NEW YORK (Reuters) - Three top executives of Sprint Nextel resigned from the board of its Clearwire Corp venture, stoking speculation it would pave the way for a wholesale deal or equity stake sale to T-Mobile USA.
Sprint said the resignations were only to comply with new developments in antitrust laws on director independence and was unrelated to any negotiations Clearwire might be having with potential investors.
But the news sent shares of Clearwire up 3 percent as investors bet the resignations would make it easier for Clearwire to do a deal with a company such as Sprint’s rival T-Mobile USA, a venture of Deutsche Telekom AG.
The companies said on Thursday that Dan Hesse, chief executive of Sprint, Clearwire’s majority owner, resigned from the venture’s board on Sept 28 along with Sprint’s strategy chief Keith Cowan and top networks executive Steven Elfman.
Sprint spokeswoman Cristi Allen said the decision was made only to comply with antitrust rules prohibiting independent, competing companies from having common directors or officers.
The move comes after Clearwire, which needs new funding to continue expanding a network it is building, said last week it was in talks with T-Mobile USA about a potential deal in which the No. 4 US mobile service could invest in Clearwire to rent space on its network at discount rates.
The resignations could be a sign Clearwire wants to appear more independent from Sprint to an outside investor such as
T-Mobile USA to , said Atlantic Equities analyst Chris Watts.
“People are interpreting this as paving the way for some kind of additional negotiations with T-Mobile USA, which has been talking to Clearwire and Lightsquared about its 4G wireless strategy,” Watts said. Lightsquared is a private company that is setting itself up as a Clearwire rival.
T-Mobile spokesman Andreas Fuchs confirmed T-Mobile USA is looking at different options and that Clearwire was one of them. Clearwire declined comment on speculation related to the resignations but said the decision was made to address legal questions that had originally been raised by Clearwire.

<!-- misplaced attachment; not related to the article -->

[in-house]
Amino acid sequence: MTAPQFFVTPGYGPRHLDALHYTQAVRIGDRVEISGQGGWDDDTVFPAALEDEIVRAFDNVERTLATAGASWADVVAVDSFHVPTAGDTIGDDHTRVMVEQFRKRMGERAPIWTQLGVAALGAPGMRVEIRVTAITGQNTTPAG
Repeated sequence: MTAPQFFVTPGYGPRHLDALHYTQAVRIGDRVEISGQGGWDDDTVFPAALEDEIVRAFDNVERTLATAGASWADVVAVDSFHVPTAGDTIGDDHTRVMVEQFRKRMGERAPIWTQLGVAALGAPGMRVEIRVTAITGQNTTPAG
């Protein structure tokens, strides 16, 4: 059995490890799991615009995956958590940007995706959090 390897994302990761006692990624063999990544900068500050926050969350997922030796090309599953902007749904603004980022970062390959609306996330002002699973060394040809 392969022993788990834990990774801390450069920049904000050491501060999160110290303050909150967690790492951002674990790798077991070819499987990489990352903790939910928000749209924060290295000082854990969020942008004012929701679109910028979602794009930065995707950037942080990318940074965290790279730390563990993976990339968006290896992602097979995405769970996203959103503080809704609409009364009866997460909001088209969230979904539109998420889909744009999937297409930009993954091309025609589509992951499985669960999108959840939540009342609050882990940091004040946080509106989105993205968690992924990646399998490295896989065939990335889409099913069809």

The news comes amid speculation about tensions over strategy between Sprint and Clearwire, whose investors include cable providers such as Comcast, and technology companies Intel Corp and Google Inc.
Clearwire said the terms of the venture were unchanged and that Sprint has said it will reserve its right to nominate three more directors to replace Hesse, Cowan and Elfman in the next 90 days. Sprint has also appointed its general counsel Charles Wunsch as an observer to the Clearwire board.
Four of the seven directors appointed by Sprint to the 13-person Clearwire board will stay, including Frank Ianna who is a director in both Sprint and Clearwire.
But the resignations will still give Sprint less of a say in Clearwire’s strategy.
“It lessens the voice Sprint has there,” said Pacific Crest analyst Steve Clement.
Clearwire shares were up 18 cents, or 2.3 percent at $8.11 on the Nasdaq in afternoon trade. Sprint shares were up 2 cents at $4.62 on New York Stock Exchange.
Reporting by Sinead Carew. Editing by Derek Caney and Robert MacMillan